On Fridays right here, writers talk about their books, their process, where they’ve been, and where they’re going. James Morris’s WHAT LIES WITHIN, published by Kindle Press, was a Kindle Scout winner and launched to critical acclaim on June 2.
Shelley Marano is an ordinary, unexceptional high school senior…until the day she receives a cryptic text message, and her world tilts sideways. Now she’s in real danger, although she doesn’t know who would want her dead, or why. As she starts to unravel the mystery, the truth about who she really is proves to be more frightening than she ever imagined. With the lives of her and her friends hanging in the balance, one thing is certain:
Nothing will ever be the same.
- Jim, do you think the world needs another novel, and why?
That’s a tough question, because everything has been done. Everything. Every permutation of every possible plot. And yet, I write because it’s something I need to do; it’s my own little drop in the universe. And I think people read to connect. Yes, we read classics, but people also yearn to read what’s contemporary, what’s happening right now. So there will always be a need for a novel, that one-on-one relationship between writer and reader, which is so much different than TV or film.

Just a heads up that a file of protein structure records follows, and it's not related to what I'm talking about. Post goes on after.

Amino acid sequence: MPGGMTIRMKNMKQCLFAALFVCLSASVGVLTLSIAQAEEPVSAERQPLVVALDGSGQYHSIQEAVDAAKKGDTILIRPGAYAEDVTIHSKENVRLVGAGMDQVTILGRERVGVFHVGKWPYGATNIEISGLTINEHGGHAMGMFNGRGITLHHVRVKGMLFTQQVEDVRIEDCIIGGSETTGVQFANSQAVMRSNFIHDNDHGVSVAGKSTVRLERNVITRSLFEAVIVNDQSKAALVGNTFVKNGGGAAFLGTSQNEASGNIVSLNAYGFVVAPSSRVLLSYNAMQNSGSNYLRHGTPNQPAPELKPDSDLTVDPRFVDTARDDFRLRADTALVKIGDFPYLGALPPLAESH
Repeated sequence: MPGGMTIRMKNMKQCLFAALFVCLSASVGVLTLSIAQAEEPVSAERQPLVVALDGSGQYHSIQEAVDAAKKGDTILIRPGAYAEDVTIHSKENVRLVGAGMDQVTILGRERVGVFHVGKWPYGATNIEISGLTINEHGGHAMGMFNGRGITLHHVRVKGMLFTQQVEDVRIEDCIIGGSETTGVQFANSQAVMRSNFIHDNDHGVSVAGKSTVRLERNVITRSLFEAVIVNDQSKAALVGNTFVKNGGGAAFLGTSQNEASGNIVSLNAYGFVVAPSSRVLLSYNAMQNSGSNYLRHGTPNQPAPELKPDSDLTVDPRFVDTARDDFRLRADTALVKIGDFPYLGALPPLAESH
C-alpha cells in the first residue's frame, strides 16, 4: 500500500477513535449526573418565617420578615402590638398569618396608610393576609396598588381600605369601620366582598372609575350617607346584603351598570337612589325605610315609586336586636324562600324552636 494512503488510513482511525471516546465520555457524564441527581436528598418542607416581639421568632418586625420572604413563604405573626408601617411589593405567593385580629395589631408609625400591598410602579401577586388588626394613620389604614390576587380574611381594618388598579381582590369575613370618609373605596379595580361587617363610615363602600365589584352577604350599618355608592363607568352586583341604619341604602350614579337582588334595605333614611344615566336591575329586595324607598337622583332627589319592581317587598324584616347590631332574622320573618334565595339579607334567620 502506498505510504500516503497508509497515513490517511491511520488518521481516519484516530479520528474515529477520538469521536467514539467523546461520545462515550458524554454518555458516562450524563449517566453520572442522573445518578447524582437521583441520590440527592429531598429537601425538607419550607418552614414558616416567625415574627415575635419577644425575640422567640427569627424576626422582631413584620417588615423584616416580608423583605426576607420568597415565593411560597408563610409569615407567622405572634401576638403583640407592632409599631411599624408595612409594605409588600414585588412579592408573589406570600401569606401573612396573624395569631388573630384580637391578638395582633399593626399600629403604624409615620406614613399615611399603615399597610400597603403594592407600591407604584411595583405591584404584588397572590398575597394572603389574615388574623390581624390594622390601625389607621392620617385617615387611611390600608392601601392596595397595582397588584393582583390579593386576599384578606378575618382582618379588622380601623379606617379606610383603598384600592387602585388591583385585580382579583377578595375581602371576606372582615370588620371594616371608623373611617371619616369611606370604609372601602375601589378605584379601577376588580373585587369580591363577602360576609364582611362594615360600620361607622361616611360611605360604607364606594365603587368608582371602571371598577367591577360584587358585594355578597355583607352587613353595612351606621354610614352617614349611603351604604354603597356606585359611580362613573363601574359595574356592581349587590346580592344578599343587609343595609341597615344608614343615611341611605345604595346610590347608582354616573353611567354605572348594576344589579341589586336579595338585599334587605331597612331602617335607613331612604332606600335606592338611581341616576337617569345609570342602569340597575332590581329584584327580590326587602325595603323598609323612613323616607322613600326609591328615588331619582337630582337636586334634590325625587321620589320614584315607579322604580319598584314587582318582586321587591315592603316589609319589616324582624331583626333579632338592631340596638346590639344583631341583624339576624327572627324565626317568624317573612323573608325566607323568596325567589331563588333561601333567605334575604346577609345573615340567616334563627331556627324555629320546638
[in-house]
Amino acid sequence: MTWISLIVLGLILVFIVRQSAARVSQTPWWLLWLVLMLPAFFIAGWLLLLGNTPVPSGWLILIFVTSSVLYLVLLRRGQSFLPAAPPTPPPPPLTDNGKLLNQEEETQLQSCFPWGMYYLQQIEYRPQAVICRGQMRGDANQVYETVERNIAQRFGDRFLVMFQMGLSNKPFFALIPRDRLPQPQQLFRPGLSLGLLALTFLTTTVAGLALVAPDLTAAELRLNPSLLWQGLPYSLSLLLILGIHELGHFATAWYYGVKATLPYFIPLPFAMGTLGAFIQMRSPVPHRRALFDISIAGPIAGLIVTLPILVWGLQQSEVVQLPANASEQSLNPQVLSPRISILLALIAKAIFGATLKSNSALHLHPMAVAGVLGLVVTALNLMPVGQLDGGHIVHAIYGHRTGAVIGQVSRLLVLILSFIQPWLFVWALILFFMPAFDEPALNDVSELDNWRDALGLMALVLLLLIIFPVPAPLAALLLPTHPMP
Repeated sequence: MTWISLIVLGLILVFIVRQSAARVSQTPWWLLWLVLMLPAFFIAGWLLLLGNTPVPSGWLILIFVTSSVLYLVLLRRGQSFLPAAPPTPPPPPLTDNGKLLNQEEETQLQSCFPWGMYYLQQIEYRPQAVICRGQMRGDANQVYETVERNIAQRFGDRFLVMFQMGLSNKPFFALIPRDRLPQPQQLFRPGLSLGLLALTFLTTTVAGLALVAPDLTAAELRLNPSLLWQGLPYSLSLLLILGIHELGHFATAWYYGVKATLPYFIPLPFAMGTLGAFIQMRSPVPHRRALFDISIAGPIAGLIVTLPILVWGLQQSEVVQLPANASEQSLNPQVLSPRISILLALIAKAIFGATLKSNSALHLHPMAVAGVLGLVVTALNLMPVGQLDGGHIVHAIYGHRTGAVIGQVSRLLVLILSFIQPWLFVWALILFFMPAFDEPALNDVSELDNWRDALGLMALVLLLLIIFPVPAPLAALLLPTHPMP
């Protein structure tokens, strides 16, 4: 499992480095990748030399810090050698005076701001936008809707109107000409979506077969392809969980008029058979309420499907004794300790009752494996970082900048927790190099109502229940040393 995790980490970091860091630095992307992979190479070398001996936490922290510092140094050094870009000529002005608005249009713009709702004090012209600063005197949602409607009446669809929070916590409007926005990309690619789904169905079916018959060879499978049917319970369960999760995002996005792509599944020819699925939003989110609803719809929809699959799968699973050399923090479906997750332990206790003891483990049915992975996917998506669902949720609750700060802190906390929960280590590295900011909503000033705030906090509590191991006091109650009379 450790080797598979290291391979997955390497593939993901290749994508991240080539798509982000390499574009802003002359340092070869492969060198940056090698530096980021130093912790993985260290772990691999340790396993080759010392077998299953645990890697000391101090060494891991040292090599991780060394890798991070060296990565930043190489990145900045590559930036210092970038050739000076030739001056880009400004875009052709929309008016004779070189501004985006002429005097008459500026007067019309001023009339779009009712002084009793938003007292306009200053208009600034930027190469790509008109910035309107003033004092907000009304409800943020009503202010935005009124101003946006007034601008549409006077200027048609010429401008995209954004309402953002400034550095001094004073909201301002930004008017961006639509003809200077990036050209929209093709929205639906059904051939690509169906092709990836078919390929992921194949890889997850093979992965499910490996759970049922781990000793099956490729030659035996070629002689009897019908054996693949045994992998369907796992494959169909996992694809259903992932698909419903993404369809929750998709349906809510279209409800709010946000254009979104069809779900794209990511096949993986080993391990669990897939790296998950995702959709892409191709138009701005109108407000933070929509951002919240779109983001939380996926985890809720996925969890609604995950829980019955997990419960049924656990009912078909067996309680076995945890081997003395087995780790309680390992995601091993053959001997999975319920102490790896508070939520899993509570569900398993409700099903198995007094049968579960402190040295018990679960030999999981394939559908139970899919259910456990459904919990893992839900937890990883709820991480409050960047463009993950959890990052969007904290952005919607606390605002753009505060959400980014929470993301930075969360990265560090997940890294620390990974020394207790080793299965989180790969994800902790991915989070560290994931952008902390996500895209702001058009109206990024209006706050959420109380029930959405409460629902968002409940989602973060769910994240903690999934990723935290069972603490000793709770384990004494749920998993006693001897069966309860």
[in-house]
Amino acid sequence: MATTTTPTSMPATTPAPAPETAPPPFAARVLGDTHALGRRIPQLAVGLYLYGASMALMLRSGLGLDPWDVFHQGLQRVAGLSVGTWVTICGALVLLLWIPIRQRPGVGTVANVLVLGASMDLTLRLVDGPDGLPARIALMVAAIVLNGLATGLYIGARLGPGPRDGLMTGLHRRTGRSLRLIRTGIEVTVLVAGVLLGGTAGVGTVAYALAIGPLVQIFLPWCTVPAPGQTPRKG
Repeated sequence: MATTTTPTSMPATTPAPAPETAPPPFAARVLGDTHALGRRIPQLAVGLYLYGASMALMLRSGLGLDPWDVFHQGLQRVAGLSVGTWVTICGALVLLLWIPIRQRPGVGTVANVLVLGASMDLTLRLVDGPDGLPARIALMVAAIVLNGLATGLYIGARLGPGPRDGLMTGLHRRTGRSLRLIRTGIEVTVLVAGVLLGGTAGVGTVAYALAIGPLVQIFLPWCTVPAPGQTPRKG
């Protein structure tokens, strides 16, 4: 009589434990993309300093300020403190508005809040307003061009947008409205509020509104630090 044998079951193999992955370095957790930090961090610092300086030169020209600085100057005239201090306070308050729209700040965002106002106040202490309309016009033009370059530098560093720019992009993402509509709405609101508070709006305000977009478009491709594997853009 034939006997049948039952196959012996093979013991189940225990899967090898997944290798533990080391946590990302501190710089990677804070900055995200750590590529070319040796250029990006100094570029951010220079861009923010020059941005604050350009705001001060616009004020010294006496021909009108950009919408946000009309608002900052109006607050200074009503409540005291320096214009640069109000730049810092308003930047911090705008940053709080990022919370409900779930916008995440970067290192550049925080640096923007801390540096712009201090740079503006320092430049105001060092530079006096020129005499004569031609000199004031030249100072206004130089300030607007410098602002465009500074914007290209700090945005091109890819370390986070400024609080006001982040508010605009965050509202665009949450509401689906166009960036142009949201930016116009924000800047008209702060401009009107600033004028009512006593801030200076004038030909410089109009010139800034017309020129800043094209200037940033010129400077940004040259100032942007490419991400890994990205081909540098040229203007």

- What draws you to writing in general and fiction/your genre in particular?
I read across a wide range of books, but for better or worse, I generally write suspense, things I call “good yarns.” But if I’m writing something, I’m usually toying with a question in my own head: in WHAT LIES WITHIN, I was curious about identity – what makes us who we are? What experiences, and can we escape those things?
- What did you learn from writing this novel?
A lot, and not just about technique, or editing. I learned to keep pushing, to take risks (such as entering the Kindle Scout program); I learned that there comes a point when you can’t do more with a book – that you need to step away from it and move on. And I learned that there is a network of people who really do care and are happy for your success.
- What was the best and worst of your Kindle Scout campaign experience?
The best part of the campaign experience was the outpouring and willingness of people to help; the world can seem lonely and I sometimes wonder if I make any impact around me, so seeing people enthusiastically say yes was inspiring. The worst was the asking part. It’s sometimes hard to ask for help!
- Where to from here?
More coffee. More words on a page. More rejections (it’s a writer’s life, right?). And hopefully more happy readers!
James Morris is a former television writer who now works in digital media. When not writing, you can find him scoping out the latest sushi spot, watching HOUSE HUNTERS RENOVATION, or trying new recipes in the kitchen. He lives with his wife and dog in Los Angeles.
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